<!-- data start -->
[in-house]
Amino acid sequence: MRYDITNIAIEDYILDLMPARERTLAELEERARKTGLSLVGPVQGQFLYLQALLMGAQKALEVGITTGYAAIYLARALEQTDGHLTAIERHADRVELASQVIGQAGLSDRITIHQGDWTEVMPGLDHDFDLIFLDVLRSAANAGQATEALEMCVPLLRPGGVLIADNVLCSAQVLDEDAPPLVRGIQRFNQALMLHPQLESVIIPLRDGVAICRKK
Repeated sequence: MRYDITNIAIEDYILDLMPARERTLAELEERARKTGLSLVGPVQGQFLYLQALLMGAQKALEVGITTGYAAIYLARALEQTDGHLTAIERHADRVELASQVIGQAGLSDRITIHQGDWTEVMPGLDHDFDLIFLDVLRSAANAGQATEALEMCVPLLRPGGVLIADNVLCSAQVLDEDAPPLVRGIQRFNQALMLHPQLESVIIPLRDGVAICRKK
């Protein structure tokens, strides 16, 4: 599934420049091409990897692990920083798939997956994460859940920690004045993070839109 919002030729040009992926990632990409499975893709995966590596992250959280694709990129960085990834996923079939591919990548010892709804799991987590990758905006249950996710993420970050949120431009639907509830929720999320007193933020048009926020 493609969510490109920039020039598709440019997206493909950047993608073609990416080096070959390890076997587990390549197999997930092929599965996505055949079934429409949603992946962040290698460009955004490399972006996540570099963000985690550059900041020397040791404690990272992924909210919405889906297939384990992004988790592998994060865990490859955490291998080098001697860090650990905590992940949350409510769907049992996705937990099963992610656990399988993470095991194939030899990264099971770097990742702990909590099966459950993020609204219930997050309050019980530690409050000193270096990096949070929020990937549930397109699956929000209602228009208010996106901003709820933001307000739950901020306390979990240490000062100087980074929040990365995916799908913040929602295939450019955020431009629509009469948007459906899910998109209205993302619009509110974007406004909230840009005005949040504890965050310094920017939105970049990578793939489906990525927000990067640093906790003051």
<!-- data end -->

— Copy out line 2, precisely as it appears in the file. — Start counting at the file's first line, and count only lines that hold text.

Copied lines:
Amino acid sequence: MRYDITNIAIEDYILDLMPARERTLAELEERARKTGLSLVGPVQGQFLYLQALLMGAQKALEVGITTGYAAIYLARALEQTDGHLTAIERHADRVELASQVIGQAGLSDRITIHQGDWTEVMPGLDHDFDLIFLDVLRSAANAGQATEALEMCVPLLRPGGVLIADNVLCSAQVLDEDAPPLVRGIQRFNQALMLHPQLESVIIPLRDGVAICRKK